GE Aviation has chosen its Welsh facility to provide MRO services for the forthcoming GE9X, the successor to the GE90.
The news will come as a relief to the more than 1,400 workers at the overhaul plant near Cardiff, where job cuts were threatened two years ago.
It also boosts the British government, which can point to a big foreign company choosing to invest further in the UK despite Brexit.
GE Wales is part of an aerospace sector worth about £10bn ($13bn) per year to Britain, if one excludes airlines and airports.
Much of that value is in manufacturing, which is shielded from any potential post-Brexit tariffs by the 1980 Plurilateral Agreement on Trade in Civil Aircraft, which eliminates duties on all civil aircraft and their components.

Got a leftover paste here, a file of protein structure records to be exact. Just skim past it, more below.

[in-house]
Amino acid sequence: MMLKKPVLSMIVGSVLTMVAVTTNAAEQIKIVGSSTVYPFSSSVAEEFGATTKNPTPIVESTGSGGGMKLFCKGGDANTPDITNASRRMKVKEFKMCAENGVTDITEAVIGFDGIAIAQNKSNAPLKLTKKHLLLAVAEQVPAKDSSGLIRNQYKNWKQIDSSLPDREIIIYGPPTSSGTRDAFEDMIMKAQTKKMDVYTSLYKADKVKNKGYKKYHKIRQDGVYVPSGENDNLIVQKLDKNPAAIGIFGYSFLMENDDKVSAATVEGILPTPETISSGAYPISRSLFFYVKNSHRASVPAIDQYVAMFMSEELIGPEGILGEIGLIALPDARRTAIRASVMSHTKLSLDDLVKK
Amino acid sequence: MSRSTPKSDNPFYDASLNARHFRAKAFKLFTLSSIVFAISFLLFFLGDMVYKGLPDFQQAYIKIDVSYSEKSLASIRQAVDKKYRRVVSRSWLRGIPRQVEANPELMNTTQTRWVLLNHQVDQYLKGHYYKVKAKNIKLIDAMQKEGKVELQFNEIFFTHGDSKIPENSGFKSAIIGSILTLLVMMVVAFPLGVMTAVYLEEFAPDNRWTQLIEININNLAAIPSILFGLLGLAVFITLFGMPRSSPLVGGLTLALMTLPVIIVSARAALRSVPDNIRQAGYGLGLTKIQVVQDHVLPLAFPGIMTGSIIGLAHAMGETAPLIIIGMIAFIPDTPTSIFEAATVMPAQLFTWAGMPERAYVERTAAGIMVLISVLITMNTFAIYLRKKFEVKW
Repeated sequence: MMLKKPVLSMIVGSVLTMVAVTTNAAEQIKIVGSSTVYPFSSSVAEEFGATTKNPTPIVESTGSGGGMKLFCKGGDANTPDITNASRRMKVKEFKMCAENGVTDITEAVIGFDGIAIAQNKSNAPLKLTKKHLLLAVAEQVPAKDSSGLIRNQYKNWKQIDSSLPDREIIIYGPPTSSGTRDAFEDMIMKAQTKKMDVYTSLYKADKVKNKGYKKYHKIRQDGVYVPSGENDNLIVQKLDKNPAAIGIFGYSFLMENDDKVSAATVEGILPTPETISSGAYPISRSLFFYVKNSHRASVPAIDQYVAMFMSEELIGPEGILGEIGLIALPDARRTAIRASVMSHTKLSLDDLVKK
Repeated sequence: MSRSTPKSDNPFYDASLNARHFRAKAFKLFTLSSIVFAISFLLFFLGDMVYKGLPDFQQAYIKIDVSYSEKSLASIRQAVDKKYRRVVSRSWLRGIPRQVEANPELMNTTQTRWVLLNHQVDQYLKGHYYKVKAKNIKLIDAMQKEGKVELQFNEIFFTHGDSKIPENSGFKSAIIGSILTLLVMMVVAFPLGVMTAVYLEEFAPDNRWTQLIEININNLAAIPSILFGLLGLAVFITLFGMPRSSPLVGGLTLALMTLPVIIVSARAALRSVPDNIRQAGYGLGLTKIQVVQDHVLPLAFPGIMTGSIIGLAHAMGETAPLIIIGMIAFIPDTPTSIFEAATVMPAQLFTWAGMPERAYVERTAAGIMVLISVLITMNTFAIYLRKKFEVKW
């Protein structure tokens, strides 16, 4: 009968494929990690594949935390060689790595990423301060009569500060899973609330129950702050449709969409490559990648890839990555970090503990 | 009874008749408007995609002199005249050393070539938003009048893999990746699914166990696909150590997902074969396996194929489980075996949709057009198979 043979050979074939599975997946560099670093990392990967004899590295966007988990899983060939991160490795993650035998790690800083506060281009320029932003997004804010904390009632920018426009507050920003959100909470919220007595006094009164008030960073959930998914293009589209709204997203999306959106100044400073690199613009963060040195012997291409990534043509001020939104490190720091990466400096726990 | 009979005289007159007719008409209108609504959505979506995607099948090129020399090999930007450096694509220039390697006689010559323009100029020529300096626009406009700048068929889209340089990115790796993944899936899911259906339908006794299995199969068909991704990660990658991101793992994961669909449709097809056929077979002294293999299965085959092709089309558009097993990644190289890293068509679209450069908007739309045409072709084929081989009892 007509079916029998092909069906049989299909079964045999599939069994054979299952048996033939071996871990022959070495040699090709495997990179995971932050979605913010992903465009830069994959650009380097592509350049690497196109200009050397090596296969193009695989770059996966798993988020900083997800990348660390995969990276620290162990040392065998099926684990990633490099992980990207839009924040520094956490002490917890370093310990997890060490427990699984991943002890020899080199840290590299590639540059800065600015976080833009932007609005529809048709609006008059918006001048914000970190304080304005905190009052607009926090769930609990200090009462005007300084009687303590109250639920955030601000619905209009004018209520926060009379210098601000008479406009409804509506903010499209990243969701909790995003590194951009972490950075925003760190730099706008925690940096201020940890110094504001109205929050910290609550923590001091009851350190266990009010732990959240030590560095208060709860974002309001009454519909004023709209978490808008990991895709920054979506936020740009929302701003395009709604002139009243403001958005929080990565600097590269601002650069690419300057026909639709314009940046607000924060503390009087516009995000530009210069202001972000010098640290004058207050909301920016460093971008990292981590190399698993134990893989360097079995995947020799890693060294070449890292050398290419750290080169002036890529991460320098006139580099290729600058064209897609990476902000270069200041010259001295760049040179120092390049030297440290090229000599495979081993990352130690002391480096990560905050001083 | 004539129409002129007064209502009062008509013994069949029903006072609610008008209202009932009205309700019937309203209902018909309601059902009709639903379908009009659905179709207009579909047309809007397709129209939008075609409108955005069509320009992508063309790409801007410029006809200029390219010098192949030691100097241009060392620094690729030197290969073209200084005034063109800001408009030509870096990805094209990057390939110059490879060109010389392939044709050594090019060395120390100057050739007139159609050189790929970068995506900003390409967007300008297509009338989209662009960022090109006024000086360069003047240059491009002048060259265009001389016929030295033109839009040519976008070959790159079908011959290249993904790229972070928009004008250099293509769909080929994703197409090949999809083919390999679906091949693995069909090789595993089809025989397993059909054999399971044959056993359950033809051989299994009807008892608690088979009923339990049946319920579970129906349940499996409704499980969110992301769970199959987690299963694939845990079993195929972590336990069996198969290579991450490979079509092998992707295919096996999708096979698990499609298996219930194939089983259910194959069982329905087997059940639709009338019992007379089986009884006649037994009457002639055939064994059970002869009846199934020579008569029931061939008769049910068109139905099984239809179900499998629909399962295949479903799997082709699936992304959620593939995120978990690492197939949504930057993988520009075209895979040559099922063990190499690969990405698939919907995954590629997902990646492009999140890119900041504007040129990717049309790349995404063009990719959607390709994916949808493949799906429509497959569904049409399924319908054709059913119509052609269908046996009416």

However, the agreement does not cover MRO services, though GE’s new investment suggests it is confident that that these won’t be subject to tariffs either.
GE Aviation Wales is located in Nantgarw, a region that voted by 53% to leave the European Union.
Gearing up the facility up to lead GE’s entry-into-service programme for the GE9X – the engine for the 777X – will cost £20m over five years, a quarter of which will come from the Welsh government.
“The GE9X will be the world’s largest engine and I’m incredibly proud that just as with the GE90 almost two decades ago, GE Aviation Wales has been chosen as the MRO facility,” said the site’s managing director, La-Chun Lindsay.